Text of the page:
THE PYRAMIDS image

    The ancient Egyptian civilization of the Nile Valley came of age under Old Kingdom rulers of dynasties 3 to 6. Their greatest legacies are the huge Giza Pyramids, the results of a spectacular program of pyramid building. The Pyramids of Giza epitomize ancient Egypt, but they were the results of a short period of pyramid building during the Old Kingdom.

    The Giza Pyramids were built as tombs for the fourth dynasty kings Khufu, Khafre and Menkaure who ruled Egypt through 2589-2504 BCE. The largest is the Great Pyramid of Khufu, one of the Seven Wonders of the Ancient World. But the ancient Egyptians did not think of the pyramids just as resting places for the dead. They believed their rulers were divine god-kings who would ascend from the pyramid to take their place among the gods in the afterlife.

     The Old Kingdom: AGE OF THE PYRAMIDS

    The first kings of the first family (3035-2890 CE), in Pharaonic Egypt, is King Narmar (Mina). The city of Memphis (Giza) became the capital of unified Egypt. It was founded by the king, "Hor Aha", ie the warrior warrior, the son of Narmar.

    Excavations in the city of Abydos, Tennys in the Greeks (the godmother buried in Sohag) revealed tombs for the kings of ancient Egypt, indicating that Abydos was the capital of a tribal face before the First Dynasty.

    The location of Memphis in the north as the capital of the country, more important than Abydos, is strategically. The south is safer, because it is protected by Eastern Sahara and Western Sahara against foreign invasion. The North is exposed to the invasion of the Mediterranean or through the Sinai.

    Abydos, the sacred place to bury the kings of the first family, remained. Because the god Osiris, buried by, as was believed by the ancient Egyptians. These graves, were simple built underground. The most famous of which is the tomb of King Djer, and King Dunn.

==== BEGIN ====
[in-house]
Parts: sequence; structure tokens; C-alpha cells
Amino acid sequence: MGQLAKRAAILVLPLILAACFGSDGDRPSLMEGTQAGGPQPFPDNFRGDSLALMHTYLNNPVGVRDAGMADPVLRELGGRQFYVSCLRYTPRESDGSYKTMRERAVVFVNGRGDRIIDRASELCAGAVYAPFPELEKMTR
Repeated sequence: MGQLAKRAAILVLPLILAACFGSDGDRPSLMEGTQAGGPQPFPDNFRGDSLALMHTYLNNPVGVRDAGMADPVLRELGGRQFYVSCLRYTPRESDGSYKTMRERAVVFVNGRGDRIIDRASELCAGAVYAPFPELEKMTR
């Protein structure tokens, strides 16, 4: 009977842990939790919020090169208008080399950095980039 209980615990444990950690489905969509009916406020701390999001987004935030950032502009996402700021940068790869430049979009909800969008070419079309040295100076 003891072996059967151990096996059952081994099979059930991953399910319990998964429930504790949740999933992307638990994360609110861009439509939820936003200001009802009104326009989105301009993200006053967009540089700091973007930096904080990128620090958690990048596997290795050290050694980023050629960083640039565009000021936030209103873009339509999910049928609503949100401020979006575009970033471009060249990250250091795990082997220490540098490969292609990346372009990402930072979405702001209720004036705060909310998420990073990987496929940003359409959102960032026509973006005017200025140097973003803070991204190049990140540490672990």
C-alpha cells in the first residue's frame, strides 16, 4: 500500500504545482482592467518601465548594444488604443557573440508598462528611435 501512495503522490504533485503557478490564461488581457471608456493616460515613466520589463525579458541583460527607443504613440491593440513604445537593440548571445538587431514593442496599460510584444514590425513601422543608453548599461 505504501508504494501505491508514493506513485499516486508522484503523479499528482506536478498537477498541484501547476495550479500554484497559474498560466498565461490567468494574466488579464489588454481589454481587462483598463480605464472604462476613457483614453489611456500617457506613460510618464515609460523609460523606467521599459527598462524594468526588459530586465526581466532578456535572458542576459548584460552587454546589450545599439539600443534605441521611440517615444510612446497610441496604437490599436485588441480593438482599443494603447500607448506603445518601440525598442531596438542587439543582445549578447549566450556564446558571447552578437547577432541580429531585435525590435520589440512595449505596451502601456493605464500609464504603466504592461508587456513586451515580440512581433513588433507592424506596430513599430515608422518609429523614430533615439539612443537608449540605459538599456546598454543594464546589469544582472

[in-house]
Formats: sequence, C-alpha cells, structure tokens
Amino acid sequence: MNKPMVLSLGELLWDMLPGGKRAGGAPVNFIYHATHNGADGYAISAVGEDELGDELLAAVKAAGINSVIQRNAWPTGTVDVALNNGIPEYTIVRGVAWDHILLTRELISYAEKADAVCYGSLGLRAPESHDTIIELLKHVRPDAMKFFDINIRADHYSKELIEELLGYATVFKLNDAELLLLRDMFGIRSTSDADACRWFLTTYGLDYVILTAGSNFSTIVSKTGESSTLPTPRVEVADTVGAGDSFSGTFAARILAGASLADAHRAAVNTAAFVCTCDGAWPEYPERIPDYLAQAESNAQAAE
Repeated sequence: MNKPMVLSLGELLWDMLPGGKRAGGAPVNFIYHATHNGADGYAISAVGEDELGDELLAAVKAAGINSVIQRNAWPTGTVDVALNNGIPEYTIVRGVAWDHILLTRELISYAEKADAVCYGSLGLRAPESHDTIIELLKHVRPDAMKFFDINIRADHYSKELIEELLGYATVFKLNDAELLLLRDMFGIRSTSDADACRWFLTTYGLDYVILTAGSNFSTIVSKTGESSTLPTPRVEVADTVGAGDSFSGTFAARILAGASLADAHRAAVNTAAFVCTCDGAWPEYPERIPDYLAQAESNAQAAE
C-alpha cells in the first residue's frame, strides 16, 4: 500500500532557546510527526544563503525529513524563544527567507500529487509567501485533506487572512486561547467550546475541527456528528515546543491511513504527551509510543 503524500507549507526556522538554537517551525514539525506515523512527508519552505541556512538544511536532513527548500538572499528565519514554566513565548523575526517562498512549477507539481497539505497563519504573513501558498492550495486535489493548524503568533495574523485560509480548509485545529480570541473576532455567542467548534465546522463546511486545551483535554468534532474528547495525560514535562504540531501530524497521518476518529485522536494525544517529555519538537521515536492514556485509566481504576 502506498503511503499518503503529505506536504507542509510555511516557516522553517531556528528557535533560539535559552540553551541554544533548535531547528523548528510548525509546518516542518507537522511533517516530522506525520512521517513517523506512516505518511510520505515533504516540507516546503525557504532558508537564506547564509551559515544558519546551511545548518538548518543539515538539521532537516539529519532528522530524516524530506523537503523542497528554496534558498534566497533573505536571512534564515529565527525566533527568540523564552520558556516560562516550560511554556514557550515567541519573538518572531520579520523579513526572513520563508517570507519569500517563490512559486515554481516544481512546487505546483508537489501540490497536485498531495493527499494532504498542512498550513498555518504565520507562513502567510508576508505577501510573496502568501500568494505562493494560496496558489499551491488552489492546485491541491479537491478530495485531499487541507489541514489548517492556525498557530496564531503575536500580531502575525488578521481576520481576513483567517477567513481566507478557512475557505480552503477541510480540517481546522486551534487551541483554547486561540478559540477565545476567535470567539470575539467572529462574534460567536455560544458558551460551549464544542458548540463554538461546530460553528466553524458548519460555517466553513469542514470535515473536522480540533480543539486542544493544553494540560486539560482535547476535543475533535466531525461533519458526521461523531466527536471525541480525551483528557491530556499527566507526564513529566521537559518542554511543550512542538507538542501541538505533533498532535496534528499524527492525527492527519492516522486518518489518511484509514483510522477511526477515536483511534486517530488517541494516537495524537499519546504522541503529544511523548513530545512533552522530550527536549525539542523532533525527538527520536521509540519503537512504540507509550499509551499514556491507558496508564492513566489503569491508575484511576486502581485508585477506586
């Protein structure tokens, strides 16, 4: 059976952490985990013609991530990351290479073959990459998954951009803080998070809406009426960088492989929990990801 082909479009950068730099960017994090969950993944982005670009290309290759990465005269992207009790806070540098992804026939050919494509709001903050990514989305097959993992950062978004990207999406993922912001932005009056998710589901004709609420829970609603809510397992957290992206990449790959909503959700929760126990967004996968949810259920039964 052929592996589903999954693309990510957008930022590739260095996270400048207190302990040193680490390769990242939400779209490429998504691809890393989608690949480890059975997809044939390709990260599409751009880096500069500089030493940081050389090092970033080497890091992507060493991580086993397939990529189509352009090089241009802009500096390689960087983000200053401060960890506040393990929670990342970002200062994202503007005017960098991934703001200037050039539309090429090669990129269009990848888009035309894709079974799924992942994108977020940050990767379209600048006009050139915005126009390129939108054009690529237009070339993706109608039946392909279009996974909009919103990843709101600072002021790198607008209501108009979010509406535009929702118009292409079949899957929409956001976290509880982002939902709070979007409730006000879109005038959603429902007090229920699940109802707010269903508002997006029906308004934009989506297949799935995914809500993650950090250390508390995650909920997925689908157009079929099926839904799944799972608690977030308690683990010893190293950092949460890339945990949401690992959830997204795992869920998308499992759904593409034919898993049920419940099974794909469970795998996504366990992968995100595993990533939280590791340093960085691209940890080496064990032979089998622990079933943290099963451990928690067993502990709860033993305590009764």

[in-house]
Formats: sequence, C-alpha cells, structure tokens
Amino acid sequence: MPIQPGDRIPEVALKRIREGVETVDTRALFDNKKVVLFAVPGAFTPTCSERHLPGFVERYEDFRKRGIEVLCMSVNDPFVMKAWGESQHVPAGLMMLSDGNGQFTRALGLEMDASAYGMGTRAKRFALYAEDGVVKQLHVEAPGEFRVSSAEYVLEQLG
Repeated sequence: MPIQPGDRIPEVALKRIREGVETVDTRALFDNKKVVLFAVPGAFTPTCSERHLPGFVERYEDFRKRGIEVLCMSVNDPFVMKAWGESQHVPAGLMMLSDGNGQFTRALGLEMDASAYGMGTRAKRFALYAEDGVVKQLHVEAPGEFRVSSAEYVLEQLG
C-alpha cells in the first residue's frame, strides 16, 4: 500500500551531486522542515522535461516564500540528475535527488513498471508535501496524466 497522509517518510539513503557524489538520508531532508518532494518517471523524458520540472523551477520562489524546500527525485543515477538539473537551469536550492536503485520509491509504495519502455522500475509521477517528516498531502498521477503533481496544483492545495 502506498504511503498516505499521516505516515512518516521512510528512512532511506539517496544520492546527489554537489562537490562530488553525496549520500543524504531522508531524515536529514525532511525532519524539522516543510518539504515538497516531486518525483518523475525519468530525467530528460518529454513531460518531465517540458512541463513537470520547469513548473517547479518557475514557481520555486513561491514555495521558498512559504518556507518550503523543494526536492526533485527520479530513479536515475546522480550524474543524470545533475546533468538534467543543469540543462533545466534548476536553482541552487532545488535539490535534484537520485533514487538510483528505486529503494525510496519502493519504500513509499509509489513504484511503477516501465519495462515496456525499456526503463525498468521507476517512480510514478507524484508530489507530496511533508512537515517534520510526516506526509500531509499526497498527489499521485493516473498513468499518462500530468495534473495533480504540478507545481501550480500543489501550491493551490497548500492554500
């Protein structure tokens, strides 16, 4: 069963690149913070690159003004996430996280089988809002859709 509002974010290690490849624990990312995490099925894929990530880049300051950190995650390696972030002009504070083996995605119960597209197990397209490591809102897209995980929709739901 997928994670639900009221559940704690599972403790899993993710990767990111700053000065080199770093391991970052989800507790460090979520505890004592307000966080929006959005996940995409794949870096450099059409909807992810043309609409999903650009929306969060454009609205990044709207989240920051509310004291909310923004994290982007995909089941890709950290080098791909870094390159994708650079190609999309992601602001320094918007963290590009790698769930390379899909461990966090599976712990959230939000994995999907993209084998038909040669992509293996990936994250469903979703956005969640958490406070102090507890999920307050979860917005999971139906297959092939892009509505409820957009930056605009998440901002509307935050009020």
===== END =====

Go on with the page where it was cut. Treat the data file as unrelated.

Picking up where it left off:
King "Den" is considered the best Pharaohs first family. His reign shows a great prosperity, and a lot of innovations. The first to wear the double crown, white and red, and the first to build his grave with stone, not brick. Unfortunately, all these graves were looted by thieves.

    The archaeologist, Flinders Petrie, excavated the Abidus tombs in the 19th century. In order to fight the theft of antiquities, he paid the workers the value of what they discovered, gold at black market prices.
    The workers discovered, in the tomb of King Djer, a camel's arm, wearing ancient royal jewels. Petri weighed the royal jewels, and replaced the finder with the value of pure gold. Later, an archaeologist in Cairo, kept the jewels, and removed the arm of the dead.

    Wael Elyamani
    @Posted by
    writer and blogger, founder of CTV Egypt News .

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